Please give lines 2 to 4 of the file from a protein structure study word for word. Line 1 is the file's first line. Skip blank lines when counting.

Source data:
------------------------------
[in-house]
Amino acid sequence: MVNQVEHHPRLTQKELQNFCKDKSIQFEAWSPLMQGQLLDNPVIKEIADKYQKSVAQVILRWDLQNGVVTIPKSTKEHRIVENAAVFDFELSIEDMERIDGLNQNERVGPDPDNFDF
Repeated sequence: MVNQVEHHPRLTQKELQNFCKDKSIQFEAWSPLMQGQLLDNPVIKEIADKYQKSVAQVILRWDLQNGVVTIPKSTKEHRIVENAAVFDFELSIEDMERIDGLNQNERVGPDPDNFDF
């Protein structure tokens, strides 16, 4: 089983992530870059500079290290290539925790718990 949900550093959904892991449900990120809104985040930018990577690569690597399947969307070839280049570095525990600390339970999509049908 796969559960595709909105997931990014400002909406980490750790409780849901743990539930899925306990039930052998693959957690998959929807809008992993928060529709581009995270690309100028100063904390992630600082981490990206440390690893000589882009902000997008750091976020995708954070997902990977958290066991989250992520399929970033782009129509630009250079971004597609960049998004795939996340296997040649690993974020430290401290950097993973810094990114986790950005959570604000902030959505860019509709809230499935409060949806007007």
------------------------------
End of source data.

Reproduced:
Amino acid sequence: MVNQVEHHPRLTQKELQNFCKDKSIQFEAWSPLMQGQLLDNPVIKEIADKYQKSVAQVILRWDLQNGVVTIPKSTKEHRIVENAAVFDFELSIEDMERIDGLNQNERVGPDPDNFDF
Repeated sequence: MVNQVEHHPRLTQKELQNFCKDKSIQFEAWSPLMQGQLLDNPVIKEIADKYQKSVAQVILRWDLQNGVVTIPKSTKEHRIVENAAVFDFELSIEDMERIDGLNQNERVGPDPDNFDF
């Protein structure tokens, strides 16, 4: 089983992530870059500079290290290539925790718990 949900550093959904892991449900990120809104985040930018990577690569690597399947969307070839280049570095525990600390339970999509049908 796969559960595709909105997931990014400002909406980490750790409780849901743990539930899925306990039930052998693959957690998959929807809008992993928060529709581009995270690309100028100063904390992630600082981490990206440390690893000589882009902000997008750091976020995708954070997902990977958290066991989250992520399929970033782009129509630009250079971004597609960049998004795939996340296997040649690993974020430290401290950097993973810094990114986790950005959570604000902030959505860019509709809230499935409060949806007007």